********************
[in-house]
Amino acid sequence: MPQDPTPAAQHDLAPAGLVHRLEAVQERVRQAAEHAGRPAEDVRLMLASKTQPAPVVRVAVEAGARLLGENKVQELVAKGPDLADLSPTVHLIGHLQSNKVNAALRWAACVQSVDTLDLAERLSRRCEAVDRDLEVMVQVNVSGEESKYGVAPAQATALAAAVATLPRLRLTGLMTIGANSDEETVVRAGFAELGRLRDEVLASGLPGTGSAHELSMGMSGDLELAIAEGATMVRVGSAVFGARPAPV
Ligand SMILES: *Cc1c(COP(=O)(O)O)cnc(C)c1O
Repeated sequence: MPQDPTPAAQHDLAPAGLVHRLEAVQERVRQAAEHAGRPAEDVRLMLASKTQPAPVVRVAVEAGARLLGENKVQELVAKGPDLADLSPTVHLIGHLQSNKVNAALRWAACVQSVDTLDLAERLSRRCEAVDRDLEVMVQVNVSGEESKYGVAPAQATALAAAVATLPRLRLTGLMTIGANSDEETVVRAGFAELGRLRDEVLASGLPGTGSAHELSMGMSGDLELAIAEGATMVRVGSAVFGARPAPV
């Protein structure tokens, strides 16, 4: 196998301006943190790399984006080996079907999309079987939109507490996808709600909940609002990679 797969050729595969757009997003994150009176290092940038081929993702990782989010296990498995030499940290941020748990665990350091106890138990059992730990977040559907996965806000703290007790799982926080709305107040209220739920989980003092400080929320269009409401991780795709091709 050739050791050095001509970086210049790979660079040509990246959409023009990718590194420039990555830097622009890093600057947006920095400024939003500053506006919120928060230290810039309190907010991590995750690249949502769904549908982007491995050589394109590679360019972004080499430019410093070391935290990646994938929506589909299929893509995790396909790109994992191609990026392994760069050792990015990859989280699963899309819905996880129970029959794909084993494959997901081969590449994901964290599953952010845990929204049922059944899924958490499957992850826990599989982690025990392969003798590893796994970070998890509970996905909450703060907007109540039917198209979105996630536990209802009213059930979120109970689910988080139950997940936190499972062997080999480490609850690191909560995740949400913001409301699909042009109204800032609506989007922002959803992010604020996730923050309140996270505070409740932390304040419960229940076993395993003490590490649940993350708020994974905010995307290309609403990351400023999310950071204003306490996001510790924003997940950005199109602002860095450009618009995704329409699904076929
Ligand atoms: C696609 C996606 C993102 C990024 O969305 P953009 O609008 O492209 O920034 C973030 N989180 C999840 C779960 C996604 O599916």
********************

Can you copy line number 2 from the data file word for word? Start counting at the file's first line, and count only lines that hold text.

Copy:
Amino acid sequence: MPQDPTPAAQHDLAPAGLVHRLEAVQERVRQAAEHAGRPAEDVRLMLASKTQPAPVVRVAVEAGARLLGENKVQELVAKGPDLADLSPTVHLIGHLQSNKVNAALRWAACVQSVDTLDLAERLSRRCEAVDRDLEVMVQVNVSGEESKYGVAPAQATALAAAVATLPRLRLTGLMTIGANSDEETVVRAGFAELGRLRDEVLASGLPGTGSAHELSMGMSGDLELAIAEGATMVRVGSAVFGARPAPV